If the first scene is "At Home with Jean and Yvonne," the second scene becomes an identity swap-meet. It turns out that Selma has a higher purpose than simply collecting movie-star trivia. A shrinking violet herself, she detects in Jeanís movie-star persona a survivorís strength, and she wants to learn how to embody that strength in order to give people more hope. Jean is motivated to go along with this plan -- she wants Selma to introduce Yvonne to a man who will marry her and make her happy -- but her idea of shoring up Selmaís confidence is to change her name to Betty. Yvonne gets into the act, suggesting that Selma practice pretending to be Jean by pretending to be her, or least Yvonne the jaded barfly who goes through men like Kleenex, a role at which Selma is hilariously inept. (Yvonne talks a good game, but sheís not very convincing at it, either.) Everybody has a disconcerting habit of quoting lines from Jeanís movies by heart. With three different versions of Jeanís archetypal heartbroken heroine floating around, the scene becomes Kondoleonís homage to Robert Altmanís "3 Women" (itself an homage to Bergmanís "Persona"), a film the playwright adored for its dreamlike merging of female identities. (Janice Rule, who played the mysterious painter in "3 Women," took the role of Jean in the first workshop of "Play Yourself" in Seattle.) Yet the scene ends with another twist. Jean admits to Selma, "My daughter and I have lost our taste for living. Can you save us?"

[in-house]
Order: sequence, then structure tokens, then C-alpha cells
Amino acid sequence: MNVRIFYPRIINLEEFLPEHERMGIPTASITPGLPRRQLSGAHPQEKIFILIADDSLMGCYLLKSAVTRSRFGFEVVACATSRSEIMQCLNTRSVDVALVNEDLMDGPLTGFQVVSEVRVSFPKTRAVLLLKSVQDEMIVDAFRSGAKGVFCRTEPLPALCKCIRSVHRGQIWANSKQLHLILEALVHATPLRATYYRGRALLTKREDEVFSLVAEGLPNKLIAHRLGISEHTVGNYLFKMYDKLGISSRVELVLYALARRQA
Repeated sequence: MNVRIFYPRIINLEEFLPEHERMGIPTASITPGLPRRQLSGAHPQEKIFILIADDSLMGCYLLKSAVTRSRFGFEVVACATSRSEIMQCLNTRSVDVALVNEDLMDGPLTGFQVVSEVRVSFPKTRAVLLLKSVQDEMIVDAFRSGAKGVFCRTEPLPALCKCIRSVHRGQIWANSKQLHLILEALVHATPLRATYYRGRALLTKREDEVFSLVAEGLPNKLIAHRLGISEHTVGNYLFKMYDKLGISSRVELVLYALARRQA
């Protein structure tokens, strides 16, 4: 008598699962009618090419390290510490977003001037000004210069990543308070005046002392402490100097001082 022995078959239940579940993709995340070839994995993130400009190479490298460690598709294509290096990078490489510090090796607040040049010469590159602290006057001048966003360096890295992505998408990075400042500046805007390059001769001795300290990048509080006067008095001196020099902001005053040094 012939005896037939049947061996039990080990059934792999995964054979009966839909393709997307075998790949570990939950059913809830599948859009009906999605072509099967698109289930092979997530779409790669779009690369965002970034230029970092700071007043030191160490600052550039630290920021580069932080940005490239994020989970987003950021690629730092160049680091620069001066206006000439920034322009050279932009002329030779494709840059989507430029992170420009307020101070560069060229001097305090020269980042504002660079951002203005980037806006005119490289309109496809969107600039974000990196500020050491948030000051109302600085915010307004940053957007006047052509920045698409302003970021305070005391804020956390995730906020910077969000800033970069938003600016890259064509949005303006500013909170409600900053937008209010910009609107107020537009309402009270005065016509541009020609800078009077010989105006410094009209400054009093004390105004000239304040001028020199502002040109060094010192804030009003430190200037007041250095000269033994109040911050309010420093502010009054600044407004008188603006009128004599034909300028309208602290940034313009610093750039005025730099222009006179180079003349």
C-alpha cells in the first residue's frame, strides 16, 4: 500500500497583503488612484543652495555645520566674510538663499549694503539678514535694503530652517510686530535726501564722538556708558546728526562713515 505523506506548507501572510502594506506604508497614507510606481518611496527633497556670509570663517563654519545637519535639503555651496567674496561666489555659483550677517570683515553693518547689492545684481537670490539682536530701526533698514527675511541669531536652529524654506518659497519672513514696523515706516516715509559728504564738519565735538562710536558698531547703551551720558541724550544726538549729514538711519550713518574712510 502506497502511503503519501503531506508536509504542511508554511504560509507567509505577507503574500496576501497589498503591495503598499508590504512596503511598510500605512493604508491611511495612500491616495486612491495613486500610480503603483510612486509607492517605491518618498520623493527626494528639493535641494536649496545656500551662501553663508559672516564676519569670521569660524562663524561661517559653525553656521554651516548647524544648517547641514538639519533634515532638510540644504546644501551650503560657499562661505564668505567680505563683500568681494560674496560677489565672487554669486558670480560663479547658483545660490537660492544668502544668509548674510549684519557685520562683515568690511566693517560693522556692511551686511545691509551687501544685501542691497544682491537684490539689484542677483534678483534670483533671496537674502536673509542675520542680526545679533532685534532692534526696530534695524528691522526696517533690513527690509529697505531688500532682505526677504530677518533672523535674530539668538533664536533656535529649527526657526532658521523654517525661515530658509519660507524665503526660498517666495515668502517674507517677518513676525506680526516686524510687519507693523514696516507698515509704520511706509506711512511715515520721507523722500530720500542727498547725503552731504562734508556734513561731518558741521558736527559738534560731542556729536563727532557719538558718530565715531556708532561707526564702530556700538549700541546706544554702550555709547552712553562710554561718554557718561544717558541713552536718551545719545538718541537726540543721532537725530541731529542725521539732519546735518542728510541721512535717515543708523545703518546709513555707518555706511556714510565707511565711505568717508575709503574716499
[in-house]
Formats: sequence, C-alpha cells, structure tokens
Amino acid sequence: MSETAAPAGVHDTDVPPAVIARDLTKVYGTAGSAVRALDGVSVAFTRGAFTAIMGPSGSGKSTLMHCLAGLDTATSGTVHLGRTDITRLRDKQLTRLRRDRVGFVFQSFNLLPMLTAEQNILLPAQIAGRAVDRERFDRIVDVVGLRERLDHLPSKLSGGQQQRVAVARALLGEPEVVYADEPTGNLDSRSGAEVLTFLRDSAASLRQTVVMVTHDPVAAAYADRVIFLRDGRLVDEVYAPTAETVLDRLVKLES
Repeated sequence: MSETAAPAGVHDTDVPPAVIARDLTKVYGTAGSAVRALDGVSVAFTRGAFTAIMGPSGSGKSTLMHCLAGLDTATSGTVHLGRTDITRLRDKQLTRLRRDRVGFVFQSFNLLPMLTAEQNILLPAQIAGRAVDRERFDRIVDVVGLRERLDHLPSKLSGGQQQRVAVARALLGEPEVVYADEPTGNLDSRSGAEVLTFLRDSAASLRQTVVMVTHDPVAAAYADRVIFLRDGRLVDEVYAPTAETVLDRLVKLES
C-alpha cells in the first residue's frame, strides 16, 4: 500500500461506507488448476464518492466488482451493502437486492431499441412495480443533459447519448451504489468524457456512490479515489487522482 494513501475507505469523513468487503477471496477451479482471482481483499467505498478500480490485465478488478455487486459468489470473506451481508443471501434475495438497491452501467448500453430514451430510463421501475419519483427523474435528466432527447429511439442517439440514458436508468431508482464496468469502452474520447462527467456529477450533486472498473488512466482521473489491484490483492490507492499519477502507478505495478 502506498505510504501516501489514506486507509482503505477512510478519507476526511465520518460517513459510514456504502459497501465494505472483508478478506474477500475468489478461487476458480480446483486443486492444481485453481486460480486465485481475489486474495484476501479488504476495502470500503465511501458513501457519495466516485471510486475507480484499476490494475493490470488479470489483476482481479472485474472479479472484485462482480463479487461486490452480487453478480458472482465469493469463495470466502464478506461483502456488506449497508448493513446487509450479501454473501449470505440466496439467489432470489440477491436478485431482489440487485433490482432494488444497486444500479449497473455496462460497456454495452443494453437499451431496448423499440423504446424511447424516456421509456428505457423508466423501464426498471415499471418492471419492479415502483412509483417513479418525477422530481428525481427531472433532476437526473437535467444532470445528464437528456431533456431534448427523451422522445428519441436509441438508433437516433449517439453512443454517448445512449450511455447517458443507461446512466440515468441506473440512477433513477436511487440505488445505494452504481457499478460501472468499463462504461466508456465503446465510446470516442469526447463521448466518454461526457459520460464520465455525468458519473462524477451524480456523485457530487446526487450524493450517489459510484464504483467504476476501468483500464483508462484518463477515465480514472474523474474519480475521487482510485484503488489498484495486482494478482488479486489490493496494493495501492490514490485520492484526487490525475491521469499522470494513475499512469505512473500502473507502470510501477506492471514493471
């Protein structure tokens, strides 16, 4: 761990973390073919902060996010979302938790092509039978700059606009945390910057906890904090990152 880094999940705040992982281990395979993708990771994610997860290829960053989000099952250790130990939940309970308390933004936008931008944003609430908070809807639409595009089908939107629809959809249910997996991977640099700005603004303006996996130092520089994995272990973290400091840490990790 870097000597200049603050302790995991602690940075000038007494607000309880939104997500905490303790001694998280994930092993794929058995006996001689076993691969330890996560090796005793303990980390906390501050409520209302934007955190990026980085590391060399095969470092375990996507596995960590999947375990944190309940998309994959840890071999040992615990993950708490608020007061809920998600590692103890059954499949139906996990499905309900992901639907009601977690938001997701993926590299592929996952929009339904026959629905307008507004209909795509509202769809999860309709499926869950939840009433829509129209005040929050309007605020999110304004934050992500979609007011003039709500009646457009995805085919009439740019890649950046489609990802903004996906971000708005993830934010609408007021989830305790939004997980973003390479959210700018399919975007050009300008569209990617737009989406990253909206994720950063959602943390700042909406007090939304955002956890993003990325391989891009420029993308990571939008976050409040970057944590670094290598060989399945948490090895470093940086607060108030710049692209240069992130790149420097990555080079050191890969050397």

Salvation of a sort arrives after intermission in the form of Brother Harmon, a handsome and ambiguous figure. Is he really a charismatic and good-hearted spiritual leader, or is he some kind of shady operator whoís learned to keep his mouth shut and his ears open and let people project onto him anything they like? Is he a real character or is he a dialectical stick figure to provide an uplifting moral counterweight to Jeanís glamorous despair? Perhaps heís a little of both. In any case, he seems to assess the situation and intuitively to decide what each of these three women needs. And he gives it to them in one fell swoop by professing his love for Yvonne, whoís been lewdly slouched on the sofa flashing her panties at him the whole time, and spiriting her away to his shelter, thereby relieving Jean of her maternal anxieties and giving Selma the chance to study Jean full-time.